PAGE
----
The Unz Review: An Alternative Media Selection
A Collection of Interesting, Important, and Controversial Perspectives Largely Excluded from the American Mainstream Media
 BlogviewRon Unz Archive
Brown Betrays Her Ignorance of Economics
Her ill-conceived plan to boost business is grounded in politics and geared to 'correctness'
🔊 Listen RSS
Email This Page to Someone

 Remember My Information



=>

Bookmark Toggle AllToCAdd to LibraryRemove from Library • BShow CommentNext New CommentNext New ReplyRead More
ReplyAgree/Disagree/Etc. More... This Commenter This Thread Hide Thread Display All Comments
AgreeDisagreeThanksLOLTroll
These buttons register your public Agreement, Disagreement, Thanks, LOL, or Troll with the selected comment. They are ONLY available to recent, frequent commenters who have saved their Name+Email using the 'Remember My Information' checkbox, and may also ONLY be used three times during any eight hour period.
Ignore Commenter Follow Commenter
Search Text Case Sensitive  Exact Words  Include Comments
List of Bookmarks

Sometimes a single phrase can summarize an entire political philosophy. Early in her campaign for governor, Kathleen Brown announced her support for re-imposing California’s asset-forfeiture laws, which involve confiscating the property of individuals who have not been convicted of any crime. Her position paper defended such laws as a “badly needed source of revenue . . . for state and local law enforcement agencies.” In plain English, government needs the money.

Does it? Since the early 1960s, our state budget has grown from under $3 billion to more than $55 billion, an increase of nearly 150% even after accounting for inflation and population growth. Few Californians today would believe that this huge spending increase has made our state a better place to live. Instead, much of the increased cost of government has gone to pay for the sort of half-baked spending programs that Brown now proposes as tools for revitalizing our economy and society. Consider a few choice examples.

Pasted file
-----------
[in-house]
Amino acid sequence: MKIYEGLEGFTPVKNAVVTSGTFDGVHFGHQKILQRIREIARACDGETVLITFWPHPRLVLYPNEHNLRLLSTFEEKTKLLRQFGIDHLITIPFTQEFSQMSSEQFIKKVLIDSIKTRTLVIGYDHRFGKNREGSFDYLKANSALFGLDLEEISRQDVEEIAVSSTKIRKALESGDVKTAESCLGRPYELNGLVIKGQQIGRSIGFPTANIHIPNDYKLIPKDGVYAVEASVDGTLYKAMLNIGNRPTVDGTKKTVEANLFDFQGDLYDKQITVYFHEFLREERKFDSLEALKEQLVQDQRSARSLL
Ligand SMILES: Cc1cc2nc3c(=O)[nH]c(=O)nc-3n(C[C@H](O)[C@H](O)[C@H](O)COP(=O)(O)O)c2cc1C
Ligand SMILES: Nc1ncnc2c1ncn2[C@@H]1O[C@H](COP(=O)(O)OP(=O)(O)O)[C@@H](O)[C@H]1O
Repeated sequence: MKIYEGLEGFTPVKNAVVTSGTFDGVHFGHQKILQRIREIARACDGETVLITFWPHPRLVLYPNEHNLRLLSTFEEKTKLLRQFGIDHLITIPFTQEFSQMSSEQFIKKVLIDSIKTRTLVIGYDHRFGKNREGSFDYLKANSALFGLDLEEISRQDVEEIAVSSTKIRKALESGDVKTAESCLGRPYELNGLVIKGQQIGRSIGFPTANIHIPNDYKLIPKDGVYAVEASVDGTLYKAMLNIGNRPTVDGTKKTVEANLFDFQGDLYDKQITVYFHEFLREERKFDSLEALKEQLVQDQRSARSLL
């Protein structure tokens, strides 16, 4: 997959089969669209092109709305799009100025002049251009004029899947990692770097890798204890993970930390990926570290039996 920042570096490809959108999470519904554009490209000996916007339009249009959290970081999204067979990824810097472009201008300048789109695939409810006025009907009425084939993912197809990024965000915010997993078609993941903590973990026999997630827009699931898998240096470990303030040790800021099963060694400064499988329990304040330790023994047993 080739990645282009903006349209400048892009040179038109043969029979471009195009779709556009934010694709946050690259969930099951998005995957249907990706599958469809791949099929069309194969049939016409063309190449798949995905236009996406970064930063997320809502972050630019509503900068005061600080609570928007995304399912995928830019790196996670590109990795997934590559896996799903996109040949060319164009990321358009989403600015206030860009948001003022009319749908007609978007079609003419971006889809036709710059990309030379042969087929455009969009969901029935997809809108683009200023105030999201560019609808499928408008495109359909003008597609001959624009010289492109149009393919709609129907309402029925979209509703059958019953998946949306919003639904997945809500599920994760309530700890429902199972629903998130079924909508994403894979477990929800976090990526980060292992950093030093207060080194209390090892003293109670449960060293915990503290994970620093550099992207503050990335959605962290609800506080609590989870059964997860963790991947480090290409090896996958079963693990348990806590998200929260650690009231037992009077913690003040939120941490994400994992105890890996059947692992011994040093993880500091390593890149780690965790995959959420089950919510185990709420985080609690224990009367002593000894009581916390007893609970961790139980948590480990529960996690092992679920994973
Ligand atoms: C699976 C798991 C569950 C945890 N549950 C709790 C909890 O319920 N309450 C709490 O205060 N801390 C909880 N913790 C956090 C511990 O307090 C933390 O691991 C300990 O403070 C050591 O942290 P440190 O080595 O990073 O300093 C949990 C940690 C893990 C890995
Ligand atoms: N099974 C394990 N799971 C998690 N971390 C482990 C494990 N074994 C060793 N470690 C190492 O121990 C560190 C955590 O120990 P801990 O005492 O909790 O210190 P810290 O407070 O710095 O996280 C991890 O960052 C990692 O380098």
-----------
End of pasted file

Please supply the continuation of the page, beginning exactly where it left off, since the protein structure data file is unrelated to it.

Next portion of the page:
Brown proposes an employer tax credit equal to 25% of the salary of each new job created in California that pays between $17,600 and $60,000 (presumably jobs paying more than $60,000 might create Republican voters and therefore should be discouraged). Brown seems not to realize that this provides an enormous incentive for an employer to eliminate existing jobs and replace them with “new” jobs having different titles, perhaps with the same employees doing the same work.

Even worse, Brown would “allocate” these tax credits according to a whole range of subjective evaluation standards, such as whether a company is part of an “emerging” industry (as decided by bureaucrats), whether it joins a business cluster (whatever that means) and how many minority workers it agrees to hire. Thus, even firms that actually created new jobs would get the tax credits only if they filled out endless new paperwork–or paid off the right politicians and bureaucrats. The only jobs that Brown’s proposal would create are for government bureaucrats, private sector paper-pushers and the lobbyists who act as their go-betweens.